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Last updated October 13 2019 at 10:20 AM

530 1 Bedroom Apartments for rent in Washington, DC

Last updated October 14 at 10:36pm
Van Ness - Forest Hills
1 Unit Available
3743 UPTON STREET NW
3743 Upton Street Northwest, Washington, DC
1 Bedroom
$2,000
3495 sqft
Lovely furnished one bedroom apartment in the lower level of this charming Cleveland Park home. The apartment is appointed with all one would need for a short term stay or for long term.
Last updated October 14 at 10:36pm
Southwest - Waterfront
1 Unit Available
525 WATER STREET SW
525 Water Street SW, Washington, DC
1 Bedroom
$2,200
510 sqft
COME LIVE ON THE NEW DC SW WATERFRONT!!! NEW 1BDRM CONDO! LOTS OF AMENITIES!!Only 2 years old and still like BRAND NEW!! 1 bedroom, 1 bath condo @ 525 Water! Located adjacent to the future Waterfront Park & conveniently next to The Wharf.

October 2019 Washington, DC Rent Report

Welcome to the October 2019 Washington, DC Rent Report. DC rents declined over the past month. In this report, we'll evaluate trends in the DC rental market, including comparisons to cities throughout the metro, state, and nation.

View full Rent Report

October 2019 Washington, DC Rent Report

Welcome to the October 2019 Washington, DC Rent Report. DC rents declined over the past month. In this report, we'll evaluate trends in the DC rental market, including comparisons to cities throughout the metro, state, and nation.

DC rents declined slightly over the past month

DC rents have declined 0.2% over the past month, but are up slightly by 1.4% in comparison to the same time last year. Currently, median rents in DC stand at $1,365 for a one-bedroom apartment and $1,577 for a two-bedroom. DC's year-over-year rent growth is on par with the national average of 1.4%.

    Rents rising across the DC Metro

    Throughout the past year, rent increases have been occurring not just in the city of DC, but across the entire metro. Of the largest 10 cities that we have data for in the DC metro, all of them have seen prices rise. Here's a look at how rents compare across some of the largest cities in the metro.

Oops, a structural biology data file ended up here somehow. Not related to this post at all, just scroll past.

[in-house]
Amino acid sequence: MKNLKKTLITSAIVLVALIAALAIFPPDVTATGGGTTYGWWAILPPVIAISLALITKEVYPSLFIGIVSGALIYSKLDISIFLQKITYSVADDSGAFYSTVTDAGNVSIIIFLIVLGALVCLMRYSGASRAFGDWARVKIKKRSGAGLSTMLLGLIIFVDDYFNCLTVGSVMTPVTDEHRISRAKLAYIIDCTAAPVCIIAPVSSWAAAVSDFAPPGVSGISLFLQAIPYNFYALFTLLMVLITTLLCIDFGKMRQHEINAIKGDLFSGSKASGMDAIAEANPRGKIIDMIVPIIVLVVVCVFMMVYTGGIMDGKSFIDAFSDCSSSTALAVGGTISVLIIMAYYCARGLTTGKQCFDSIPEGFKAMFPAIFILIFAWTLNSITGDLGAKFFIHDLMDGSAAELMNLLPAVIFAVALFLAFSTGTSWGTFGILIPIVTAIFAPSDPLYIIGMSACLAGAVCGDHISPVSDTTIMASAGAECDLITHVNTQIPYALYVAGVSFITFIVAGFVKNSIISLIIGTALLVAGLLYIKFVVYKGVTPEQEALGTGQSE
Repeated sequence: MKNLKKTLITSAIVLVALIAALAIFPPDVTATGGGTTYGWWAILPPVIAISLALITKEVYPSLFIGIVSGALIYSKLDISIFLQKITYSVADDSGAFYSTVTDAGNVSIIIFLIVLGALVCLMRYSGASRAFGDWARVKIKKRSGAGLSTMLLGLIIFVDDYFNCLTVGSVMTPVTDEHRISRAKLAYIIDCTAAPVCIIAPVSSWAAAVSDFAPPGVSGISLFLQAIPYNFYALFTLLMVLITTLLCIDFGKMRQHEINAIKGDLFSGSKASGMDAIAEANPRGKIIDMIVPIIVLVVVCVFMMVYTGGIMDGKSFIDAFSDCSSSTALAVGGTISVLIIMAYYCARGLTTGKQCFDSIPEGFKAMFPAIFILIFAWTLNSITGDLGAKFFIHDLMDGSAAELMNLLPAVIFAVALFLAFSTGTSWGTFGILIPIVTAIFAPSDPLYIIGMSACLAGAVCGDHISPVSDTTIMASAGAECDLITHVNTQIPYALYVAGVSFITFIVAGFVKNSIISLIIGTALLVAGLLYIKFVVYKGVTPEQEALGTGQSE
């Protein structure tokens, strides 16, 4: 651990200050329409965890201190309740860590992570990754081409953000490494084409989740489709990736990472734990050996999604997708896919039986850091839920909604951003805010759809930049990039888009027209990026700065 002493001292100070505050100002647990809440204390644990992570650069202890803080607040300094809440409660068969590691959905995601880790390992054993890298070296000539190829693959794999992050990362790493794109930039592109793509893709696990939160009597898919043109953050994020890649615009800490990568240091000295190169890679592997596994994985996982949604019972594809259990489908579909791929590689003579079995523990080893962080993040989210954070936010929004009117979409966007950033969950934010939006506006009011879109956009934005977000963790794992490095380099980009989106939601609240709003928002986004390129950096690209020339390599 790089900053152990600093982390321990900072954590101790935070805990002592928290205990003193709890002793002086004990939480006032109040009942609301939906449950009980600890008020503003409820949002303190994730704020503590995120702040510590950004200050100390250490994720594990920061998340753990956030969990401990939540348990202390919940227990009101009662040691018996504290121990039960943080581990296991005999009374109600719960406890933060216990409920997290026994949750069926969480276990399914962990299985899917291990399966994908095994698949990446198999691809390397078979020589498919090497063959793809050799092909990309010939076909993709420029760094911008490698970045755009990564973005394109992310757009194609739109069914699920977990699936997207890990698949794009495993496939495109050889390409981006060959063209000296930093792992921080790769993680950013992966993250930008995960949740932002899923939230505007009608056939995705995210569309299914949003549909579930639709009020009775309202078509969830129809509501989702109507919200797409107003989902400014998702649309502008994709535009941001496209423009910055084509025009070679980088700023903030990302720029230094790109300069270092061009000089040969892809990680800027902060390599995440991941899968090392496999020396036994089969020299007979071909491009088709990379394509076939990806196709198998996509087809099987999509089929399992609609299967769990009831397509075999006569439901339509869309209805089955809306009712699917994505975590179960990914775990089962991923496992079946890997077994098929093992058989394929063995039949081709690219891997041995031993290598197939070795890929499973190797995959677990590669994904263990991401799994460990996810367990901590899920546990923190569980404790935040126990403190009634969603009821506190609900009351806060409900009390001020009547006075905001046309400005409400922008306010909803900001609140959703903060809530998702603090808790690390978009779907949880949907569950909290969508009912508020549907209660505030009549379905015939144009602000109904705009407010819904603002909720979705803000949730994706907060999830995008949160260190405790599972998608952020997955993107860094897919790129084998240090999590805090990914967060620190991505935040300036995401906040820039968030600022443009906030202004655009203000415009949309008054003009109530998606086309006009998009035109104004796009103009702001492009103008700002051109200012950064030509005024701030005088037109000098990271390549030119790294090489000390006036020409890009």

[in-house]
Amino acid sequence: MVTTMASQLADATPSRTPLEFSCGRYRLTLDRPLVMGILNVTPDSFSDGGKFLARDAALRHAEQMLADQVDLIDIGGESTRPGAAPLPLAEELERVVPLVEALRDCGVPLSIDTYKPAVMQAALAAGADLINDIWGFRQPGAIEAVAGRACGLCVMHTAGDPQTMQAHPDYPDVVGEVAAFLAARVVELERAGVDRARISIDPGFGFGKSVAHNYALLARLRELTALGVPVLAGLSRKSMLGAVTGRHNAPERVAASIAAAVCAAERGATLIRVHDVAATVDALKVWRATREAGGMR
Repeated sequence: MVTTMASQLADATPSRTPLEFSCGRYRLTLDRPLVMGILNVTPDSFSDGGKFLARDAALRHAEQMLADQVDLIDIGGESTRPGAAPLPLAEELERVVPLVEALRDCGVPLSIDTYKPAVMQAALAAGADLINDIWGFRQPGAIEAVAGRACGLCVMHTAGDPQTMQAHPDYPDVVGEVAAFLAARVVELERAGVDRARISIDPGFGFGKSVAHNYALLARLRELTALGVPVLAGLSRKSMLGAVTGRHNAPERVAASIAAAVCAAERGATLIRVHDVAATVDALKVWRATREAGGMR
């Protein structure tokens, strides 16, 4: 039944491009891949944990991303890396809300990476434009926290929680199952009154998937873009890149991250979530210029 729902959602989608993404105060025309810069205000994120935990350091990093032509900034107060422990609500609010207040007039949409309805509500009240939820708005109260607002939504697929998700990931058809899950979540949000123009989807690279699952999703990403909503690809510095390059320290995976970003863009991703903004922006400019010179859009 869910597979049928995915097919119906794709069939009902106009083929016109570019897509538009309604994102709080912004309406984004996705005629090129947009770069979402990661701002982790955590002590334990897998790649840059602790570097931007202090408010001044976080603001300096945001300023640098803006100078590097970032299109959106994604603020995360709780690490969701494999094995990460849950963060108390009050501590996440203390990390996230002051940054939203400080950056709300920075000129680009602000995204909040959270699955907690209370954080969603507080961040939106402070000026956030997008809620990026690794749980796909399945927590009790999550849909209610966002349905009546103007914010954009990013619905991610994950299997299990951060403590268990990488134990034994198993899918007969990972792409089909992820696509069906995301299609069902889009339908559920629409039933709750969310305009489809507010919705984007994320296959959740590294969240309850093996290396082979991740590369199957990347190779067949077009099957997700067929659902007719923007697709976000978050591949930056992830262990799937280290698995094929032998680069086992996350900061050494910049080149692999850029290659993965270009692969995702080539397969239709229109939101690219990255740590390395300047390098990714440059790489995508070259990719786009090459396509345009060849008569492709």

• Frederick has seen the fastest rent growth in the metro, with a year-over-year increase of 4.9%. The median two-bedroom there costs $1,616, while one-bedrooms go for $1,399.
    • Over the past month, Arlington has seen the biggest rent drop in the metro, with a decline of 0.7%. Median two-bedrooms there cost $2,119, while one-bedrooms go for $1,834.
    • DC proper has the least expensive rents in the DC metro, with a two-bedroom median of $1,577; rents fell 0.2% over the past month but rose 1.4% over the past year.
    • Bethesda has the most expensive rents of the largest cities in the DC metro, with a two-bedroom median of $2,502; rents increased 0.3% over the past month and 1.9% over the past year.

    Comparable cities nationwide show more affordable rents compared to DC

    As rents have increased slightly in DC, a few other large cities nationwide have also seen rents grow modestly. Compared to most similar cities across the country, DC is less affordable for renters.

    • DC's median two-bedroom rent of $1,577 is above the national average of $1,189. Nationwide, rents have grown by 1.4% over the past year, which matches the rise in DC.
    • While DC's rents rose slightly over the past year, many cities nationwide also saw increases, including Austin (+3.1%), Boston (+1.8%), and Atlanta (+1.6%).
    • Renters will generally find more expensive prices in DC than most other large cities. For example, Philadelphia has a median 2BR rent of $1,176.

    For more information check out our national report. You can also access our full data for cities and counties across the U.S. at this link.